Robert Moses, the great builder of New York in the Twentieth Century is often criticized for his extreme methods of city planning. Indeed, the man did displace an estimated 250,000 residents of New York, who wore removed from their homes at the hands of eminent domain (PBS). The result of this campaign is described by the New York Sun, which reports that Moses “built 13 bridges, 416 miles of parkways, 658 playgrounds, and 150,000 housing units, spending $150 billion in today’s dollars”. That is an outstanding achievement that cannot be ignored, and would be truly difficult to accomplish in today’s society. But what also cannot be ignored is that the citizens who were displaced were not given the opportunity to fight for their homes. Moses single-handedly had the ability to decide what was best for the city, rather than the residents who were being effected.

Robert Moses left his mark on New York’s landscape.

Today’s planning process would not have allowed such construction to occur in already-developed land. Citizens have the ability to speak out in City Hall against construction, and most planners act out of the “public interest”. In Contemporary Urban Planning, John M. Levy notes that “The days when people used ‘you can’t fight city hall’ as an expression about accepting the inevitable are long gone. A population that is better educated, more affluent, less deferential to authority, and possible more generally suspicious of ‘the establishment’ than it was decades ago is not going to sit passively on the sidelines”. The issue at hand is really who decides what the public interest is. The 250,000 residents that were displaced for the sake of urban renewal would have certainly differed with Robert Moses. Yet, Moses saw the need for new infrastructure across the city that would support a new generation. He clearly did not build the parkways and bridges to fulfill his own needs, as he did not even have a driver’s license. Rather, Moses acted as he did to preserve New York. He understood that cities without adequate roadways would not survive. To encourage people to continue living in the city, some residents would have to sacrifice their homes.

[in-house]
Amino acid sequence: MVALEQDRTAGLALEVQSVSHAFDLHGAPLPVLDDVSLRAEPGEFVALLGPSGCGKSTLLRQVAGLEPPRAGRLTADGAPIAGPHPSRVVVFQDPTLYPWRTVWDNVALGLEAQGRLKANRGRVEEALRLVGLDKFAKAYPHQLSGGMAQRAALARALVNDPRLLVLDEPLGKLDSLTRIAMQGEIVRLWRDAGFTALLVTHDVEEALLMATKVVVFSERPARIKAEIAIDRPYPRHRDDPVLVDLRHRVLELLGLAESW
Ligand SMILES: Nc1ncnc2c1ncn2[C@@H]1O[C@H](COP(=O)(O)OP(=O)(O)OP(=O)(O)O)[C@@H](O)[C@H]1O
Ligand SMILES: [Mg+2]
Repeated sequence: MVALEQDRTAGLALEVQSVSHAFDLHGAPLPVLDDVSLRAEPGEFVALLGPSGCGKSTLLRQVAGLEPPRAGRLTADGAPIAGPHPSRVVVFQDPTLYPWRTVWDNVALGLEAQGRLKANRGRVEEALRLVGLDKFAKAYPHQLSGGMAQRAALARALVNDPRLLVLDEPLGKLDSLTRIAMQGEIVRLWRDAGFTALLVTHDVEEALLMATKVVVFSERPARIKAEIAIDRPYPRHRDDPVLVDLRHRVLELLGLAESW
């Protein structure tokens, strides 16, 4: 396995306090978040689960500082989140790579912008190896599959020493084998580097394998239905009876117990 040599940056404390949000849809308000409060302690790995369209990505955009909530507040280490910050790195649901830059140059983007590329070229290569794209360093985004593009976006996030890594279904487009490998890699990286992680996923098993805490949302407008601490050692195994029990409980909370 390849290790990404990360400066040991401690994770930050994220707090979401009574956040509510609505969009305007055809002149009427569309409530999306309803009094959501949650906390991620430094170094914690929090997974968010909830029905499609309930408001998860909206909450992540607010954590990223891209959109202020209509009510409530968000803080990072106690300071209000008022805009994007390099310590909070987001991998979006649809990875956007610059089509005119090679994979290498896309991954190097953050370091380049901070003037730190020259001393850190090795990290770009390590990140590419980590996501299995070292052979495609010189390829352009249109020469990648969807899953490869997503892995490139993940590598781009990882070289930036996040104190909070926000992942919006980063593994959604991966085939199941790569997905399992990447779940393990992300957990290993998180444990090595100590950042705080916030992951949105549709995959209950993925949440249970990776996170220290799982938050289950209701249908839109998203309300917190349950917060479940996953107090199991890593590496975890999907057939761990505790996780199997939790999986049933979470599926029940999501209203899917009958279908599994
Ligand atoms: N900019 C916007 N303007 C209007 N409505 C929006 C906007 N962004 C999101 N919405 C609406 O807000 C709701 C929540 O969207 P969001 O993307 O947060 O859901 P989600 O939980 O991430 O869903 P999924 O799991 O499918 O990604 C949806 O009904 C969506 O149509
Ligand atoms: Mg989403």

But even for the citizens that were not represented, Moses still built playgrounds and pools in their neighborhoods. Even though he had no problem tearing down neighborhoods, Moses still saw the importance of supporting all communities; he just believed that he knew what they needed the most. The problem is that minority groups are often misrepresented in the planning process. Even in modern day America, citizens rarely make appearances in City Hall to testify against projects to planning committees. Though citizens may feel strongly about changes in their neighborhood, they will seldom fight new development in the parameters of legal justice. Some people do not feel comfortable doing so, some may not have the time, and some might just simply feel that it is not worth their time. But people underestimate just how much of an effect their voices have in the approval of new development.

There is a need to encourage people to advocate for their neighborhoods more. Citizens need to embrace positive change in their neighborhood, and also need to be a part of the decision-making. Too often, city lawmakers or real-estate builders are the only actors in local planning. The people that are effected by development need to be involved as well, though. Local neighborhood advocacy groups and public interest groups need to be informed that represent the true opinions of local citizens in a city. Without such organizations, there will forever be a lack of real public interest expressed in City Hall. In the meantime, developers much like Robert Moses will continue to build – communities will be torn apart, but cities will live on.